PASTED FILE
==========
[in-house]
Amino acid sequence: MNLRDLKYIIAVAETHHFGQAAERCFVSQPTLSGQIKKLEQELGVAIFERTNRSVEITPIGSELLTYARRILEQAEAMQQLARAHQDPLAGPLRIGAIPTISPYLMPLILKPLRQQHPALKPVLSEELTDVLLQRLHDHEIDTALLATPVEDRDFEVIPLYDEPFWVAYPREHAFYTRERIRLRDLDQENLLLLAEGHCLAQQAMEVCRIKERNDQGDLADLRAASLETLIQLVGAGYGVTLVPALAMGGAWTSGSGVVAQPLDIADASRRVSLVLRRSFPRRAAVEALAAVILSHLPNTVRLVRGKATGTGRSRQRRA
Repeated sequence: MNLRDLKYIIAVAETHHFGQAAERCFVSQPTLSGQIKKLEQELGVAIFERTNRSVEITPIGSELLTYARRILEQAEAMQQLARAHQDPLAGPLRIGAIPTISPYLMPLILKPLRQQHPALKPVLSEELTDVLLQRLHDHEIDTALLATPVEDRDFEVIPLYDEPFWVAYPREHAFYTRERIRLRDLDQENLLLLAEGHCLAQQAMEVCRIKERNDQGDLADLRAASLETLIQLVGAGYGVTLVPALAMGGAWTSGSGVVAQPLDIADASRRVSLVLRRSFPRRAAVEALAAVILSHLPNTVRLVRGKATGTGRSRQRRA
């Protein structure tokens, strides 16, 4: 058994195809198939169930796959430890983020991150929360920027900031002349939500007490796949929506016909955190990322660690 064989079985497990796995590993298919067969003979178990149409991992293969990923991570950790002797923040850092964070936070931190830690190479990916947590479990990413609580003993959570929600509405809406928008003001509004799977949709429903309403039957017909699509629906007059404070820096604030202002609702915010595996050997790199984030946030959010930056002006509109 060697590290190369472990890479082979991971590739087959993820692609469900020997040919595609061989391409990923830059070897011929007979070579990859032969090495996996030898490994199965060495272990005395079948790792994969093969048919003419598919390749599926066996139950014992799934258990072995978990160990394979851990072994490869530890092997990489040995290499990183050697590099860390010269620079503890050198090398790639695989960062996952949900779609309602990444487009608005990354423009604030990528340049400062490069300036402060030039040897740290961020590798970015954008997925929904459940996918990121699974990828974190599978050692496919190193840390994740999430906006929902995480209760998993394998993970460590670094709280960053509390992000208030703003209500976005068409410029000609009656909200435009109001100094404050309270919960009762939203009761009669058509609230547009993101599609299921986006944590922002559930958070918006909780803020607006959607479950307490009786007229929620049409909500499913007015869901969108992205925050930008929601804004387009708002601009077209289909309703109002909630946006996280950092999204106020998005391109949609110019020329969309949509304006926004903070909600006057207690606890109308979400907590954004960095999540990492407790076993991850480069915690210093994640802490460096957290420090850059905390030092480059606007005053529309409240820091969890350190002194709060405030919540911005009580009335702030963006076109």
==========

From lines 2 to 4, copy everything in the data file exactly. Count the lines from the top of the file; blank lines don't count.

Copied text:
Amino acid sequence: MNLRDLKYIIAVAETHHFGQAAERCFVSQPTLSGQIKKLEQELGVAIFERTNRSVEITPIGSELLTYARRILEQAEAMQQLARAHQDPLAGPLRIGAIPTISPYLMPLILKPLRQQHPALKPVLSEELTDVLLQRLHDHEIDTALLATPVEDRDFEVIPLYDEPFWVAYPREHAFYTRERIRLRDLDQENLLLLAEGHCLAQQAMEVCRIKERNDQGDLADLRAASLETLIQLVGAGYGVTLVPALAMGGAWTSGSGVVAQPLDIADASRRVSLVLRRSFPRRAAVEALAAVILSHLPNTVRLVRGKATGTGRSRQRRA
Repeated sequence: MNLRDLKYIIAVAETHHFGQAAERCFVSQPTLSGQIKKLEQELGVAIFERTNRSVEITPIGSELLTYARRILEQAEAMQQLARAHQDPLAGPLRIGAIPTISPYLMPLILKPLRQQHPALKPVLSEELTDVLLQRLHDHEIDTALLATPVEDRDFEVIPLYDEPFWVAYPREHAFYTRERIRLRDLDQENLLLLAEGHCLAQQAMEVCRIKERNDQGDLADLRAASLETLIQLVGAGYGVTLVPALAMGGAWTSGSGVVAQPLDIADASRRVSLVLRRSFPRRAAVEALAAVILSHLPNTVRLVRGKATGTGRSRQRRA
């Protein structure tokens, strides 16, 4: 058994195809198939169930796959430890983020991150929360920027900031002349939500007490796949929506016909955190990322660690 064989079985497990796995590993298919067969003979178990149409991992293969990923991570950790002797923040850092964070936070931190830690190479990916947590479990990413609580003993959570929600509405809406928008003001509004799977949709429903309403039957017909699509629906007059404070820096604030202002609702915010595996050997790199984030946030959010930056002006509109 060697590290190369472990890479082979991971590739087959993820692609469900020997040919595609061989391409990923830059070897011929007979070579990859032969090495996996030898490994199965060495272990005395079948790792994969093969048919003419598919390749599926066996139950014992799934258990072995978990160990394979851990072994490869530890092997990489040995290499990183050697590099860390010269620079503890050198090398790639695989960062996952949900779609309602990444487009608005990354423009604030990528340049400062490069300036402060030039040897740290961020590798970015954008997925929904459940996918990121699974990828974190599978050692496919190193840390994740999430906006929902995480209760998993394998993970460590670094709280960053509390992000208030703003209500976005068409410029000609009656909200435009109001100094404050309270919960009762939203009761009669058509609230547009993101599609299921986006944590922002559930958070918006909780803020607006959607479950307490009786007229929620049409909500499913007015869901969108992205925050930008929601804004387009708002601009077209289909309703109002909630946006996280950092999204106020998005391109949609110019020329969309949509304006926004903070909600006057207690606890109308979400907590954004960095999540990492407790076993991850480069915690210093994640802490460096957290420090850059905390030092480059606007005053529309409240820091969890350190002194709060405030919540911005009580009335702030963006076109």